Climate change is a global challenge that requires global solutions, and President Bush's strategy reflects this reality. Thus, at the December meeting of the United Nations Conference on Climate Change in Bali, the United States focused on practical steps to set the stage for a global, comprehensive and effective post-2012 climate change agreement.
In Bali, the U.S. had three main objectives:
First, to reach consensus on launching negotiations for the development of a post-2012 climate change agreement.
Second, to agree on a comprehensive negotiating roadmap that would include the prospect of meaningful actions by both developed and developing countries to tackle the climate change challenge.
And, third, to agree on a schedule for the negotiations, with the goal of reaching an agreement by the end of 2009.
I am pleased that we and our Bali partners met these objectives in the Bali Roadmap, a document adopted by 192 countries, developed and developing alike, accounting for almost all of the human sources of climate change. It was not easy, as you know. But the process proved its value, as over the course of twelve days we were all able to air our perspectives, debate our approaches, and move to a hard won and deeply rooted consensus. Now, as we move forward with future negotiations, there can be no question that the United States is committed to working with other countries to achieve a global approach that is both environmentally effective and economically sustainable.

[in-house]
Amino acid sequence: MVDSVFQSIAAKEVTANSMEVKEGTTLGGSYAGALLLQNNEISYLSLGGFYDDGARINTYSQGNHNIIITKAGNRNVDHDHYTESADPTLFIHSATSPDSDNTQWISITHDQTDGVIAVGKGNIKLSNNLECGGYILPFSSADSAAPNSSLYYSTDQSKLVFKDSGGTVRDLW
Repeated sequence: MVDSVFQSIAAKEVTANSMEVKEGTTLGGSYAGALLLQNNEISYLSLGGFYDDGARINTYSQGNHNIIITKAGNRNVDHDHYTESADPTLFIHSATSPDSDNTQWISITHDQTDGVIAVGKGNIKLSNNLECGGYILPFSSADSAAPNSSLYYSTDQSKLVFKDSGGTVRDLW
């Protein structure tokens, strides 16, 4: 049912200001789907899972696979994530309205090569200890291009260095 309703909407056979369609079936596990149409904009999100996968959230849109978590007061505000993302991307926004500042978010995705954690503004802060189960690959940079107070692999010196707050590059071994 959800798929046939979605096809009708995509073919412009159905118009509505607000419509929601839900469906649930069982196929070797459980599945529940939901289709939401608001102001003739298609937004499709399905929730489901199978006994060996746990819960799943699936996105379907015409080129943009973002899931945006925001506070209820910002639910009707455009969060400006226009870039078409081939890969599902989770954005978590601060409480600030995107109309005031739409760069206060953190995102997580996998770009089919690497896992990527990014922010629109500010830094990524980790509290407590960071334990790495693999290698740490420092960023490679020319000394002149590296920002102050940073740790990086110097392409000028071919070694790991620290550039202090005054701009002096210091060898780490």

President Bush is already taking a number of practical steps to achieve this goal. A cornerstone of this effort is the "Major Economies Process," in which the United States convenes the world's major economies – including Australia and China -- to contribute to a new global arrangement under the United Nations' process. The U.S. hosted the first of these Major Economies Meetings last September, and it included 17 major economies responsible for more than 80% of the world's economic output, energy use, and greenhouse gas emissions to discuss the development of a work program that can contribute to what became key elements of the Bali Roadmap. Additional meetings to sustain this momentum are scheduled for Honolulu in late January followed by a meeting later this Spring in France.